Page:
Recent years have seen several high-profile cases of doctors sexually abusing young patients. Now the American Academy of Pediatrics (AAP) is issuing new recommendations aimed at prevention.
Medical visits are usually a safe place for children and teenagers, but when abuse does happen, it is an egregious violation.
One reason, the AAP says, is because parents and kids trust that health care providers are looking out for their welfare.
Experts who were not involved in the recommendations pointed to another central issue: the imbalance of power and knowledge. In a medical setting, young patients and parents may not even know when abuse has occurred.
"This is not a high-risk setting, but it is a complicated setting," said David Finkelhor, director of the Crimes Against Children Research Center at the University of New Hampshire. "Health care providers have tremendous authority. They're expected to do physical exams, they're expected to do things that other people cannot."
Perhaps the most infamous cases is that of Larry Nassar, a former team physician for USA Gymnastics who was accused of assaulting at least 265 girls under his care between 1992 and 2014. Many victims were sexually abused at every visit, under the guise of medical care -- often with their parents in the room.
"The health care provider is someone you trust, and in the moment, you're so vulnerable," said Melissa Merrick, president and CEO of the nonprofit Prevent Child Abuse America.
When a violation occurs, she added, the victim may only realize it at some point later on.
Merrick said she was glad to see the AAP issuing its recommendations.
"Child abuse prevention is an adult responsibility," she said. "It's everybody's business -- everybody who comes into the life of a child."
As a basic step, the AAP says medical facilities should do background checks on all staff and volunteers who will have contact with children, looking for any past allegations of abuse. That, however, is not adequate on its own, the group adds, since less than 1% of people who molest children have a criminal record.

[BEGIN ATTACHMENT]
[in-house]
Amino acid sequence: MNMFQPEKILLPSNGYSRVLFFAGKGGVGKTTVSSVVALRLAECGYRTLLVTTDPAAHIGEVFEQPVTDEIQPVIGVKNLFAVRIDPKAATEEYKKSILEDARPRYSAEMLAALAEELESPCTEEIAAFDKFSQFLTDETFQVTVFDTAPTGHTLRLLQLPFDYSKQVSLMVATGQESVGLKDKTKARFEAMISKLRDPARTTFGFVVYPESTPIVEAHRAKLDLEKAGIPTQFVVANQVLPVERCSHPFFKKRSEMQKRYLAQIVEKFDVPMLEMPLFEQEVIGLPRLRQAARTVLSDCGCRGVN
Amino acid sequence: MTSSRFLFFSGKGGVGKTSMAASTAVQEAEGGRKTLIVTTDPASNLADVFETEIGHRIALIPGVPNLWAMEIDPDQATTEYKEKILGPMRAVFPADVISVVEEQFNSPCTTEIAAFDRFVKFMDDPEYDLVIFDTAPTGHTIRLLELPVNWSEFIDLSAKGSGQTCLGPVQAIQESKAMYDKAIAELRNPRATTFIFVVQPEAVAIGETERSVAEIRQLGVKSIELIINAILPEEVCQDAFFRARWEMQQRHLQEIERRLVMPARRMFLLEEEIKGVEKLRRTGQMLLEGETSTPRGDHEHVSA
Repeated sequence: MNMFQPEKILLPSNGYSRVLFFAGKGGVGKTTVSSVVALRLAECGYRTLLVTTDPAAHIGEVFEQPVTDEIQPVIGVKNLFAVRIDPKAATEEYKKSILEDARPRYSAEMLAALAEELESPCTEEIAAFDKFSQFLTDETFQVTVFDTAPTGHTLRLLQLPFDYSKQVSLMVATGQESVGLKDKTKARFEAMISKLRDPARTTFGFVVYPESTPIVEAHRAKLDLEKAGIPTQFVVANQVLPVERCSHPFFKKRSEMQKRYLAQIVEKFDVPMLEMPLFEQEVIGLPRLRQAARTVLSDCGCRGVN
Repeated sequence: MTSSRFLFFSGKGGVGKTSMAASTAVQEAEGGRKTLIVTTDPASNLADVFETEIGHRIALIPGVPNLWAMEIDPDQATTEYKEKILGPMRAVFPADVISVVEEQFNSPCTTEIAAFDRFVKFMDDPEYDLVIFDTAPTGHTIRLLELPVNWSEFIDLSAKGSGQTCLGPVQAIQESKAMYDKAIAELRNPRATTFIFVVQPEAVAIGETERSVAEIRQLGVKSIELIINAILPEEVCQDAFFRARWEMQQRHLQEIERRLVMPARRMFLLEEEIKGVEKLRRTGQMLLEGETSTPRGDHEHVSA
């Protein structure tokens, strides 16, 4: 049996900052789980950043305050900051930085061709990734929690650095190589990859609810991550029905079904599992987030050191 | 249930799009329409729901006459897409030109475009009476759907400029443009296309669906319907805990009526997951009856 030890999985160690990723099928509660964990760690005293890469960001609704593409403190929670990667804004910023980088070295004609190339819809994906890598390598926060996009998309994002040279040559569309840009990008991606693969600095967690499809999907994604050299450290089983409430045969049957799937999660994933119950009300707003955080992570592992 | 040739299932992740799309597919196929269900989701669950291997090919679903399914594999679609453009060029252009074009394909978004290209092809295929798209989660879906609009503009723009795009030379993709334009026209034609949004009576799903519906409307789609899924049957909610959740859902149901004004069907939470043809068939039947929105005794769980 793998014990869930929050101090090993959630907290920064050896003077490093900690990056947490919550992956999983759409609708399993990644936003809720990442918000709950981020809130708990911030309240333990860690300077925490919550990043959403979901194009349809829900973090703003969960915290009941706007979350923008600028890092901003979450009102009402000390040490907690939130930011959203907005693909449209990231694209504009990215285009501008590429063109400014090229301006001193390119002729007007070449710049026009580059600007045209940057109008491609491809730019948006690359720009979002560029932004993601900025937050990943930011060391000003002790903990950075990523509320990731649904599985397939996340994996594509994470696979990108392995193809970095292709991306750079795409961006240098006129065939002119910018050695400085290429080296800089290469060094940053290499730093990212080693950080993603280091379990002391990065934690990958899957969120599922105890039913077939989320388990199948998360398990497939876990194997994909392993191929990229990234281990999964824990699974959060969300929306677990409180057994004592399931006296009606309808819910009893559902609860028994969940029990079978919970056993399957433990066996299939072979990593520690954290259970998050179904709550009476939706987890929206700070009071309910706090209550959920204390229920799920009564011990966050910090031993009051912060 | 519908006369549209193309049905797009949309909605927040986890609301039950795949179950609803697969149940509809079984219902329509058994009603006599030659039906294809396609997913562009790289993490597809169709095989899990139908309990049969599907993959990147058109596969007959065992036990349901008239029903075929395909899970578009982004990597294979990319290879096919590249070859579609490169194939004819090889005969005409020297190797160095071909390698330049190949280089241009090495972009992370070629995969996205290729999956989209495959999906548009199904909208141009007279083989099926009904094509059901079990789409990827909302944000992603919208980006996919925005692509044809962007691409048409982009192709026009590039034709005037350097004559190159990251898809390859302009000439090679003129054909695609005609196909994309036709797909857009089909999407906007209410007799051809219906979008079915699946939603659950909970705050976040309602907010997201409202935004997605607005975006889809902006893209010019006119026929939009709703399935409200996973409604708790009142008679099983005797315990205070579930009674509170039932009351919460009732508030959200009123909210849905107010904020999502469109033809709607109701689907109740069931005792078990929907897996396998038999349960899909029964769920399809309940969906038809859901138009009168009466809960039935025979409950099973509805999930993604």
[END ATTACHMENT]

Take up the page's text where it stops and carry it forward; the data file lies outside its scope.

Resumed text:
The recommendations also advise having explicit policies around "sensitive" exams (involving the genital area or breasts), as well as training on staff-patient boundaries and how to report possible abuse by colleagues. That's in part because those policies send a message to potential perpetrators that patient abuse will not be tolerated, the AAP says.
"Chaperones" are one specific safeguard. Any time a doctor is performing a sensitive exam, another medical professional, such as a nurse, should be present, the AAP says. Parents are not considered adequate chaperones, because they do not know whether proper procedures are being followed.
Finkelhor said chaperones are helpful, though "not foolproof." He encouraged parents and kids to speak up and ask questions if they are ever uncomfortable with something a health care provider is doing.
Ideally, doctors should be proactive in that regard. The AAP stresses that they should explain why a sensitive exam is being done, as well as each step in the exam.
That's a critical recommendation, Merrick said. But whether it happens in real life -- or whether patients and parents feel a doctor's explanation was clear -- is a different matter.
Merrick agreed that in those cases, parents and kids should trust their instincts and speak up if they have questions.
Child sexual abuse is, unfortunately, common: Studies estimate that in the United States, up to 25% of girls and 10% of boys have been victimized. There are no good statistics on the prevalence of child sexual abuse in health care, specifically, according to the AAP.
Finkelhor pointed to what he thinks is likely a much more common problem: poorly done sensitive exams. That is, exams where a doctor has no intention of abuse, but does not explain or conduct the procedure properly.
"There are certainly children who have been harmed by an incompetently done sensitive exam," Finkelhor said.
Among its recommendations, the AAP says pediatricians need specific training in how to conduct those exams. That same standard should go for any doctor who treats children, Finkelhor said, noting that many kids see family physicians or other primary care doctors.
Merrick agreed that such training is key.
"Health care providers should recognize that this is probably an uncomfortable experience for a child," she said. "It needs to be done properly and sensitively."
The recommendations were published online Aug. 29 in the AAP journal Pediatrics.
The nonprofit group RAINN has more on protecting kids from sexual abuse.
SOURCES: David Finkelhor, PhD, professor, sociology, and director, Crimes against Children Research Center, University of New Hampshire, Durham; Melissa Merrick, PhD, president and CEO, Prevent Child Abuse America, Chicago; Pediatrics, Aug. 29, 2022, online